Mar 20, 2009

What is that smell?

The first major breakout sessions have started. I am sitting in Tom French's session on "Narrative Archeology: Digging up the dialogue, textural details, and action to create compelling true stories."

Very good session and people are really paying close attention. How do I know? Because I am sitting in the back, in the corner of a room and a mouse just ran under my leg. Seriously. No one noticed but me. But I swear it happened.

Tom talked about smell. And it had nothing to do with the mouse. (I could say, "I smell a rat," but I am better than that).

Tom pointed out how in writing narratives, it is important to convey a sense of what your senses are picking up. Think about fresh cut grass. The smell of Johnson's Baby Oil. The smell of a pie. The thought of those smells, says Tom, can mean a great deal to the reader. This can also go for colors. What are you seeing? Describe it.

Little details like this can make for a great story.

Here are a few highlights
•He says we write too much about two percent of our population. The politicians, public officials, rich people, jocks, etc. But if we took the time with the other 98 percent - the ordinary people - our odds of getting access to good and stories increases.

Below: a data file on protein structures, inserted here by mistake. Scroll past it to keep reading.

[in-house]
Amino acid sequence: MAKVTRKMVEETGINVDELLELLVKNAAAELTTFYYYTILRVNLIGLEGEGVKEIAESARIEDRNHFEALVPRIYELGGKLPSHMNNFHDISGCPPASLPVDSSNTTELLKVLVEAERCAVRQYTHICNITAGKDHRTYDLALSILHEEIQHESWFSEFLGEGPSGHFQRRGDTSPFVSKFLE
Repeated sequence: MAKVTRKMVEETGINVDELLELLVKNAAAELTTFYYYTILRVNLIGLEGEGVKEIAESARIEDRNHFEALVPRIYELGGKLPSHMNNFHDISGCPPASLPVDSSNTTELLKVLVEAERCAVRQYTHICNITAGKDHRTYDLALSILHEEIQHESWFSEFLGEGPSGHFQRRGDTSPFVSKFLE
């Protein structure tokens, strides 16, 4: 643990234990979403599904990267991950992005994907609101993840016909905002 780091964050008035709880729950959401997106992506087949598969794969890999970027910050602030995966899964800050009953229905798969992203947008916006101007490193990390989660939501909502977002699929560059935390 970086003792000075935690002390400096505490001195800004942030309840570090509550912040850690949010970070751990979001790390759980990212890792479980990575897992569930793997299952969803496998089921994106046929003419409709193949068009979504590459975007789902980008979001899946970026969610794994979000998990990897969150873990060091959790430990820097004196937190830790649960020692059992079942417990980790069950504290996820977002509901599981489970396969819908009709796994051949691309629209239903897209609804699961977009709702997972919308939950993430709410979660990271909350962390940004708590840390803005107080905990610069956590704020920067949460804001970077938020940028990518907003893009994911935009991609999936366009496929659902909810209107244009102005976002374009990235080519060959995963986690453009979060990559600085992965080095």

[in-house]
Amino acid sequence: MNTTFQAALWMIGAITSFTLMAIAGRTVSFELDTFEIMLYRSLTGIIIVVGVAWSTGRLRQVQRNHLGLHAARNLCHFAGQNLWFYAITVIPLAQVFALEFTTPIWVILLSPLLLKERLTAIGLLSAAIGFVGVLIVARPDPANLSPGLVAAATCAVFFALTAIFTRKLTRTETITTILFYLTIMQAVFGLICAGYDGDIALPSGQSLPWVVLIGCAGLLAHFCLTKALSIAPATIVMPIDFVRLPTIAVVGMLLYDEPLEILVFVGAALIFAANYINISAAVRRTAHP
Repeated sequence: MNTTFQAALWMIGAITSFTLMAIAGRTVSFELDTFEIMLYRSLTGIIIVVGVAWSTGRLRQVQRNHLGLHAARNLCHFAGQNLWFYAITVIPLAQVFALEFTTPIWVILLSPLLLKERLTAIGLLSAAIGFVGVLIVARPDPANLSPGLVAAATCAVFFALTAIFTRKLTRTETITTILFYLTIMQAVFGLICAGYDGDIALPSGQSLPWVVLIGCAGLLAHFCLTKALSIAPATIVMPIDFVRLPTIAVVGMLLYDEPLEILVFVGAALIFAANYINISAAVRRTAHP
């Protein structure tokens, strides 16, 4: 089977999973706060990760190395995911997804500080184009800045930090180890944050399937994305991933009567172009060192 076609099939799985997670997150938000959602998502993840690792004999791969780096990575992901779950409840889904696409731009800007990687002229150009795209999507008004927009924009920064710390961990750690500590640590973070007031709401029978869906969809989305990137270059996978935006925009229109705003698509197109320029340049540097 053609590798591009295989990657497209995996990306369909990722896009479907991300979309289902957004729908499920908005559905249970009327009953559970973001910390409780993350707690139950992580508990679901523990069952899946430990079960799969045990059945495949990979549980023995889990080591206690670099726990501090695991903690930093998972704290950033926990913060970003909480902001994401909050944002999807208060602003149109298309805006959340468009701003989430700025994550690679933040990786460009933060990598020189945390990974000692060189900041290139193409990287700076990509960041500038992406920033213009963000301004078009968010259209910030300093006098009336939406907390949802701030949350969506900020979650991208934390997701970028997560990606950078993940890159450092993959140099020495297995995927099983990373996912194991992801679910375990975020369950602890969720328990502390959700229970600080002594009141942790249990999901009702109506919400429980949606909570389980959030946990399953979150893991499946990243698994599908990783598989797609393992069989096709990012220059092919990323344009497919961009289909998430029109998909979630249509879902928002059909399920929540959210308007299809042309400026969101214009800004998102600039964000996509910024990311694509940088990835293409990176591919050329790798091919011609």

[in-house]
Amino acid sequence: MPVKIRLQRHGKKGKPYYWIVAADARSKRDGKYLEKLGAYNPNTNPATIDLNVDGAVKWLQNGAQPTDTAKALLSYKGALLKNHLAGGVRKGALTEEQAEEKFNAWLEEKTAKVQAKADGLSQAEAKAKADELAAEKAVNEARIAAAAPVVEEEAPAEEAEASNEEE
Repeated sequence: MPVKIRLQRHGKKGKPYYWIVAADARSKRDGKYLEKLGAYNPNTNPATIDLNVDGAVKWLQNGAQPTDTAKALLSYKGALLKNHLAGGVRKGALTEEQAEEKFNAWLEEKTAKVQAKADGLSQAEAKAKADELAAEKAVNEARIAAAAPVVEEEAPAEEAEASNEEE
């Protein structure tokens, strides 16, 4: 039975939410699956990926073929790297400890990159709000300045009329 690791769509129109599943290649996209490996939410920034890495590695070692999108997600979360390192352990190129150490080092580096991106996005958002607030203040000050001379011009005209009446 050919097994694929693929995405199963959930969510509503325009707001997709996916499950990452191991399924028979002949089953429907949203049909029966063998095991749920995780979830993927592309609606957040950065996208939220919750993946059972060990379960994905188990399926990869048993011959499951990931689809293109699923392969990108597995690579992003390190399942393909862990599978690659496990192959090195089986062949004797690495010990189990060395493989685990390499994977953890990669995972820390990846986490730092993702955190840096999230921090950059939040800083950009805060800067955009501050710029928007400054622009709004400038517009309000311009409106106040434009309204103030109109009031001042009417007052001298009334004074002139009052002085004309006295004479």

•On taking environmental notes - He said he is straightforward about the approach. He asks to look on a subjects desk. Or to look in the locker of a student he is writing about. Again, this helps the texture of the story and provides new avenues to ask questions. He has even asked 13-year-olds who he is interviewing to look at their cell phones. Talk about the stories you can get out of that session. One example of the cell phone thing is that he met one girl who had a good number of texts to and from a boy she liked. But most of her text messages were to her elderly grandmother, whom she was very close to. She taught her grandmother how to text and even use texting shorthand. What a beautiful detail to a story. What a detail that he could have missed, had he not simple asked to see her phone.

One more thing. Tom said that the best tutorial about writing about and recreating real life events that might have happened before you were born is found at the end of Laura Hillenbrand's book, "Seasbiscuit: An American Legend." 
Check it out

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